What are the limitations of a mini?

Discussion in 'Mac mini' started by mlpsponzischeme, Jan 4, 2011.

  1. mlpsponzischeme macrumors regular

    Jun 16, 2009
    I'm thinking of buying a mini but I'm really curious of what the limitations are. I download a lot of tv shows and movies using utorrent. I also need to be able to convert files using handbrake. I have a 4 yr old Dell. Last Windows running machine I will ever buy. My big concern is multitasking. Can I use the internet while downloading torrents and using streaming video to my apple tv? I guess the big question is...how much is too much for the mini? Any advice or input will be greatly appreciated. I plan on maxing out the memory to 8gb.
  2. Hellhammer Moderator


    Staff Member

    Dec 10, 2008
    That isn't exactly heavy, your internet may feel slower when torrents are hogging the connection but it would feel slow even with 12-core Mac Pro because CPU nor RAM is the bottleneck there, it's the internet connection. You can even add HandBrake to that mixture and everything should still be fine.

    It's hard to say what's too much because today's computer will pretty much handle everything you throw at them, slower computers just complete the task slower.
  3. yrh0413 macrumors newbie

    Dec 29, 2010
    I have tried handbrake on my mac mini server (2010)... with the 2.66GHz C2D processor, it took quite a long time to convert a 3-hour 1080p video. During the conversion process my CPU usage spiked at over 95% for both cores... and my Photoshop CS5 slows down to a crawl.

    Based on your needs, the mac mini should handle well on torrenting/web browsing/video streaming. However you might want to seriously consider getting a router that supports QoS.
  4. dh2005 macrumors 6502a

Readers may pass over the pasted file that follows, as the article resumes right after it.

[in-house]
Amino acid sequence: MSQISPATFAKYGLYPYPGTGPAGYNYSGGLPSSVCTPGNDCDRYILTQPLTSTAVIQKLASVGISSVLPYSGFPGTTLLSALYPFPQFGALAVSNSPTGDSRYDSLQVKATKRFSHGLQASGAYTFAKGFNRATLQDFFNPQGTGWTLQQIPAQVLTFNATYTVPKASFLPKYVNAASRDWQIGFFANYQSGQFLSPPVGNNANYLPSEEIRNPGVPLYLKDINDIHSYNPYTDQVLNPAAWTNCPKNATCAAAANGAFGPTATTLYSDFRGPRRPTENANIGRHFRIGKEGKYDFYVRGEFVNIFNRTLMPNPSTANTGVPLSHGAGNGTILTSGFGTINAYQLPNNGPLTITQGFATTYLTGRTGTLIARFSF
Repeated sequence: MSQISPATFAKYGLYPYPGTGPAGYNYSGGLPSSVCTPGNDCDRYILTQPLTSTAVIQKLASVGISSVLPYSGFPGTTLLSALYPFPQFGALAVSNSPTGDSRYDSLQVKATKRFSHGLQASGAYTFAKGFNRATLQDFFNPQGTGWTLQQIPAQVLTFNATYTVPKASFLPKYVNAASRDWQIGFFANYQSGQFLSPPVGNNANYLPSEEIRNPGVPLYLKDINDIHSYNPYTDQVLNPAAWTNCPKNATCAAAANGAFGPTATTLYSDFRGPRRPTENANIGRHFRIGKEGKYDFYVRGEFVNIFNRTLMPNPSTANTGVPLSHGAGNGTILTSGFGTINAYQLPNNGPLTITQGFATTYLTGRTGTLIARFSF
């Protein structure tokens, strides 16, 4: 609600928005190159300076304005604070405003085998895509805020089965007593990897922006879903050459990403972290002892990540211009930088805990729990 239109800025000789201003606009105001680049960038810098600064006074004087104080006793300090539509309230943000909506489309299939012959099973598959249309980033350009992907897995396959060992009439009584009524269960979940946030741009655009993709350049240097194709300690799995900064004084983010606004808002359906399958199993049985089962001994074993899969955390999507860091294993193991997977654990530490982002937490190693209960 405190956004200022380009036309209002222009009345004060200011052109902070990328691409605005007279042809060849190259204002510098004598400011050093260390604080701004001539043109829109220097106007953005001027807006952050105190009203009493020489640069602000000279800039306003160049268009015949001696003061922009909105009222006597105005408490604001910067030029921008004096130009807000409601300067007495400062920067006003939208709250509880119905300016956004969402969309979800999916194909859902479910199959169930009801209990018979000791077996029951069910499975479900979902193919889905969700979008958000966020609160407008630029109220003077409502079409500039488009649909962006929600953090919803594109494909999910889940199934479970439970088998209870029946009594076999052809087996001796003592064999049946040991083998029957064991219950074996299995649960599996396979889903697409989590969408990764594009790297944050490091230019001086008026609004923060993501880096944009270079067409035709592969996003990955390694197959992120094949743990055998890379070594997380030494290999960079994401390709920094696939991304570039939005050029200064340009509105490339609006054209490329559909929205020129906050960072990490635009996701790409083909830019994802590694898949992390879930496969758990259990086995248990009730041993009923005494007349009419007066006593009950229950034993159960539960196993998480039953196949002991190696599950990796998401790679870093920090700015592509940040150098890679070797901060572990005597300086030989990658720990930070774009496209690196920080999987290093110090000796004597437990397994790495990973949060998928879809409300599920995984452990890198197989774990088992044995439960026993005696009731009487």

Jan 25, 2010
    I have to say that I find the 2010 Mini to be very pedestrian, in terms of power. My father bought one over the Summer to replace a three-year old PC (it's a 2.4GHz something-or-other...), and the Mini is definitely slower for opening applications like Office and using the internet, and everyday stuff like that.

    The machine I'm talking about has 4GB of RAM, so extra RAM will help. But, all the same, I wouldn't want to multitask it very much at all. At least, not if I was in a hurry...!
  5. Bosep macrumors regular

    Nov 11, 2008
    Its plenty fast, using it as my primary computer instead of a 700 dollar PC. Only reason why its slow opening apps is because of the harddrive. Of course you will replace the 5200rpm with a ssd.

    btw the current mac mini is faster booth in graphics and in CPU compared to the "mid 2009 imac"... which is kinda cool in a compact comp like the mac mini.
  6. 0007776 Suspended


    Jul 11, 2006
    The mini will not be the source of any slow downs you experience, it can handle all of that easily. You may experience slowdowns if your internet connection isn't fast enough, but you would experience those on any computer.
  7. dh2005 macrumors 6502a

    Jan 25, 2010
    That'd be like me saying, "my Renault Twingo doesn't suck! I just haven't fitted a Porsche engine to it, yet".

    Buying a 2010 Mini, and fitting 8GB of RAM and a (small) SSD runs to well over £1,000. Absolutely ridiculous money for such an average computer.

    ... and, when we're comparing iMacs to Minis, let's please not forget that iMacs come with industry-leading LCD panels, keyboards and mice. And, at the bottom of the range (which is what you were talking about, re the 2009 models), cost less than the Mini you've specced.

    Look. With all due respect to you and your opinion, the Mini is absolutely fine. I know a lot of people are very fond of it, and good on them. I even have some affection for it, myself... but let's not pretend that the bang-to-buck ratio is anything other than pretty awful.

    Sure, they're small and efficient, and they look great and they run OS X and all that... but they're not good value. Particularly when you start maxing the RAM and fitting SSDs...
  8. philipma1957 macrumors 603


    Apr 13, 2010
    Howell, New Jersey
    I am in 100% agreement. A 2010 mini is a ripoff.

    a 2009 refurb 2.66ghz is the best of the minis. It is 719 on apple's website a 4gb ram stick can be had for under 50. A 500gb scorpio black hdd is around 70 so for about 840 the refurb is just about the equal of a maxxed 2010.
  9. fa8362 macrumors 65816

    Jul 7, 2008
    Depends on how you define value. I see your value point, because it's obvious, but for some users, like myself, the mini is the better value because:

    1) I already have a keyboard, mouse, etc.

    2) I already have monitors